Wherever and whenever you go, be it the Burrum, the Mary, the Straits or just a local creek or flat, your arsenal of lures needs to be expansive. Never get caught without a good selection of paddle-tailed softies (large and small) and strong jig heads to suit; prawn imitations rigged or unrigged; vibes; suspending and floating hardbodies; and if you are up for it, topwater lures. Many awesome swimbaits add that extra appeal to the experienced barra fisho’s session, from the everyday soft models so popular with impoundment fishos to the rather expensive and super-effective hard versions.

Learn how to present your lures to entice barra. In short, slow-roll your paddle-tails; slow-roll or hop your prawns; jig or hop your vibes; twitch and stall your suspending hardbodies; crank and roll your floaters; or roll your swimbaits. Speeds can vary, and they should if you are not getting bit. Match the hatch size-wise, but consider medium-sized divers, smaller vibes, larger swimbaits, and prawns of all sizes.

Topwater-wise - it’s all in the name. Fizz your fizzers; pop your poppers; and walk your ‘walk the dog’ stick baits. Vary the speed once again, and add plenty of pauses. If this is all too tricky, then just tie on a soft plastic frog rigged weedless, and crank it across likely terrain at varying speeds. Not only will any hungry barra within range smash that thing, but so too will any nearby jacks.

I’ve kept the tips above fairly generic and basic to enable those new to the game to get into their first barra. For more specifics, drop into Fisho’s and talk to the staff. In the meantime, read on for the latest reports from around the traps, and perhaps a few more hints on catching a barramundi.

A Fisho's Impoundment Barra Pack produced the goods on Mondy a couple of weeks ago.
Part of our selection of swimbaits for barra. Something for all scenarios for those that are bored with the usual approach.

Barra Bycatch

Now that the season is open again, our previously highly sought after alternative estuarine predators might be considered bycatch by some. Threadies are still a very serious target species and highly active at present. Vibing will still catch them in deeper waters, but so too will time spent working drains and muddy verges. Its time to give your growing prawn imitation collection a good work out.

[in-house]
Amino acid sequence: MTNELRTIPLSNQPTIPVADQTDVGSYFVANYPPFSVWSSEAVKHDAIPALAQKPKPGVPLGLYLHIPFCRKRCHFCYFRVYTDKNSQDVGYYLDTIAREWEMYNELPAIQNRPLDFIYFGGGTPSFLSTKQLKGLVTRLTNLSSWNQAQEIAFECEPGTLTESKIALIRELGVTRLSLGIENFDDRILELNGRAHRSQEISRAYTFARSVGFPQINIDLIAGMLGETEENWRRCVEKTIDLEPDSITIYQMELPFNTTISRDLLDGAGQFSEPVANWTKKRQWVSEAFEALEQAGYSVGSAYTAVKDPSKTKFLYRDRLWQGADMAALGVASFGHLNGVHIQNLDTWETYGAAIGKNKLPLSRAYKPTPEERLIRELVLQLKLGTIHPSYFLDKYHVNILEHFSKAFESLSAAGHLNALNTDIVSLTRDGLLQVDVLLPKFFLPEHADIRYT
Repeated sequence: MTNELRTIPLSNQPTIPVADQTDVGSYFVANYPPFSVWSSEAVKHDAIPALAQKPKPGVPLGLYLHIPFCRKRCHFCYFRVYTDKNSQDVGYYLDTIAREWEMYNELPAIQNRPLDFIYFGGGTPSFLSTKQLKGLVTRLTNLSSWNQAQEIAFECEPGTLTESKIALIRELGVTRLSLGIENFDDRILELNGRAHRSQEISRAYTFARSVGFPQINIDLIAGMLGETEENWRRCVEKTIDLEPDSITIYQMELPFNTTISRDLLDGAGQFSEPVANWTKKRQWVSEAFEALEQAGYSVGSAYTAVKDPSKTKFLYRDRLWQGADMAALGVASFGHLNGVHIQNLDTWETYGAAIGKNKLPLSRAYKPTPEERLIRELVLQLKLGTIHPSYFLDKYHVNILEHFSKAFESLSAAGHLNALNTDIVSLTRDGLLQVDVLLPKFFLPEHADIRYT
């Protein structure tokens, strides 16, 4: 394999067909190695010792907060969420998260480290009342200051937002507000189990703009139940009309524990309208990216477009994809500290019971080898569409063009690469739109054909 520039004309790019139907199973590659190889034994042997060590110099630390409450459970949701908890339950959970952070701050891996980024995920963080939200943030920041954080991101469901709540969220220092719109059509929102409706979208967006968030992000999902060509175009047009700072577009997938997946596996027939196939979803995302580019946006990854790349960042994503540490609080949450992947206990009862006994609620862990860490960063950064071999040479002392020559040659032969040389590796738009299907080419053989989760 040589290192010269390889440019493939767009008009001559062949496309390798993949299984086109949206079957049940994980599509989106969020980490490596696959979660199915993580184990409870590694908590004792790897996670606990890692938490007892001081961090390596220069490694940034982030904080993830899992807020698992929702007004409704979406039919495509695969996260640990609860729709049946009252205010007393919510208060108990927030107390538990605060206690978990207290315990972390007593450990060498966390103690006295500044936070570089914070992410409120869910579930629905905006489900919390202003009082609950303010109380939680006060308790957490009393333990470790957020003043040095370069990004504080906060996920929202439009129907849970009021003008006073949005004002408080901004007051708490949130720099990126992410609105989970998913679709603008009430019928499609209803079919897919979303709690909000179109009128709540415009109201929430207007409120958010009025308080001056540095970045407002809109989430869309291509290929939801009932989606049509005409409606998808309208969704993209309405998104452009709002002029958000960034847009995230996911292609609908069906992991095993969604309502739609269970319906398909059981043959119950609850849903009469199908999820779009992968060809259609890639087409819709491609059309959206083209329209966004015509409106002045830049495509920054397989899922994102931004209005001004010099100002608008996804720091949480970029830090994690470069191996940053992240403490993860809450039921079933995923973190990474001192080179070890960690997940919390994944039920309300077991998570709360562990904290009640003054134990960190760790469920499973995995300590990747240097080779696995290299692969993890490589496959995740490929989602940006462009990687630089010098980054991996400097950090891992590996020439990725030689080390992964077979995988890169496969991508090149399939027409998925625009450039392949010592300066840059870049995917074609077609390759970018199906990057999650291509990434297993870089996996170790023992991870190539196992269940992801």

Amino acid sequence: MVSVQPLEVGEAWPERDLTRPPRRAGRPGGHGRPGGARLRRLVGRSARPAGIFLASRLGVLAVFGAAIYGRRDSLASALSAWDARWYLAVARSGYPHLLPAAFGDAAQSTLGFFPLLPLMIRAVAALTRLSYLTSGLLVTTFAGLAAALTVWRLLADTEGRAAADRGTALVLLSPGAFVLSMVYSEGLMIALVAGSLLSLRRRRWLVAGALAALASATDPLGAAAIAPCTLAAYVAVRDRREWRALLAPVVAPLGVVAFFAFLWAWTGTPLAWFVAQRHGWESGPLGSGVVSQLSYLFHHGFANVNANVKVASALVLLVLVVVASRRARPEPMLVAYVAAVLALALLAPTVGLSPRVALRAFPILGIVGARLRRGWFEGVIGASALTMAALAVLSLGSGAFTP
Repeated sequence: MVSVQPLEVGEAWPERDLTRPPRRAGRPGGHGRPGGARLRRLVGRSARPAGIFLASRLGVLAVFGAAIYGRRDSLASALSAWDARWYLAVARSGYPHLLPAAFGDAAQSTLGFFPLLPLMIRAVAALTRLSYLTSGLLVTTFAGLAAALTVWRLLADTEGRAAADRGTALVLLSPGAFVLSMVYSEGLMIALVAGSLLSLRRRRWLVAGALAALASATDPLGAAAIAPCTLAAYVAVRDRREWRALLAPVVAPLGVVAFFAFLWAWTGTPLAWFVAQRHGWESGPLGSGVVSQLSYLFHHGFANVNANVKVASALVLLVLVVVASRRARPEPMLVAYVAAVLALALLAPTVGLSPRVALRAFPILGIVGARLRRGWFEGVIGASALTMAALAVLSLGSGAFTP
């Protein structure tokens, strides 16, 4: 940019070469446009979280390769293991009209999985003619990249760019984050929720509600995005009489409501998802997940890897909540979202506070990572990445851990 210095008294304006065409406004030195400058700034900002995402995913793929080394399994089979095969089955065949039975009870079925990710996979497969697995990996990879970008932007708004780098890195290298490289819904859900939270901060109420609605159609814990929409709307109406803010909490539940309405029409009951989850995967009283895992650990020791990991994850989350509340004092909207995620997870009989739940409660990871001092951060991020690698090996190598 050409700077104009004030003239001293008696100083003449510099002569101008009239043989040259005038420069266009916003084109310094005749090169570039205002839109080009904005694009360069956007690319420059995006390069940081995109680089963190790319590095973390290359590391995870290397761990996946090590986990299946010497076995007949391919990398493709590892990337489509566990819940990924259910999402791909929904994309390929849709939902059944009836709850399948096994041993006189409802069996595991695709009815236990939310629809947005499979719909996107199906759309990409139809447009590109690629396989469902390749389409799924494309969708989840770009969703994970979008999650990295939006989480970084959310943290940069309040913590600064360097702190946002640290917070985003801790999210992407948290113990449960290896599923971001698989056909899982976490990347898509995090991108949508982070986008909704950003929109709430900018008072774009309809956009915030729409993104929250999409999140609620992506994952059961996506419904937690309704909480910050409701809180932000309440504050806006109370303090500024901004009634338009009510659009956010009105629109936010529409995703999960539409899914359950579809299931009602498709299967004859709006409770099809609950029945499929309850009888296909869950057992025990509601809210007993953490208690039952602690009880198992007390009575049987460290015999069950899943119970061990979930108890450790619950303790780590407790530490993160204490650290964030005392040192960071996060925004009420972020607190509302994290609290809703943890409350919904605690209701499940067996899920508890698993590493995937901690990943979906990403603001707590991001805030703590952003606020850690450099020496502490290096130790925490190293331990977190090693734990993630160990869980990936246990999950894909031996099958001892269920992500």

The mangrove jack fishery just goes from strength to strength this summer, spurred on by the incessant heat and humidity. Thumping big red dawgs are quite mobile these days and turning up well outside their usual creek haunts. You can still head upstream into your favourite creek and seek them out, but might also consider the fringing waters beyond that system. Deeper ledges are a good starting point, but any form of rock or reef nearby could house jack temporarily too.

The best of our grunter have made their way downstream in our rivers and are out the front, largely. Fish lingering in the lower reaches are worth pursuing, but it is definitely time to seek them out beyond those waters. The shallow fringing reefs, rubble patches and gravelly runs inshore are all worth a look, as are the flats and channels that lead and feed these fish exiting our rivers. The straits can be great.

Jewfish - both escaping freshwater flows, and feasting on the very opportunities they provide - have been a feature of catches in the River Heads area this week. Schoolies have been caught in numbers by the odd crew. The average size of these mulloway has failed to impress at times, though better fish are being caught too. Much larger black jew have also made their presence felt, albeit in smaller numbers.

Ronnie with pretty happy with his best thready to date. A nice metre long model from the River Heads area.
Hammer time on the beach.


Crabbers are Well Fed and Prawners are Drooling

The muddies have been on the move all summer and are showing no sign of slowing. Extra effort is having an impact in popular areas, yet more crabs are on the march downstream offering wave after wave of delights for those with their pots in the right spots. Sticking to the lower reaches has paid dividends for many. 

Sand crabbers have had little to cheer about lately, though their time will come. Expect better things on the sand crabbing front come March.

On the prawning front, it has been a waiting game for most, whilst the temptation has been too strong for the odd crew. No-one is bragging about numbers, or size for that matter, and the chances of failure outweigh the chances of success in our rivers at present. All the same, word of smatterings of better prawn showing up in small numbers is doing the rounds, and it won’t be too long before this season kicks off.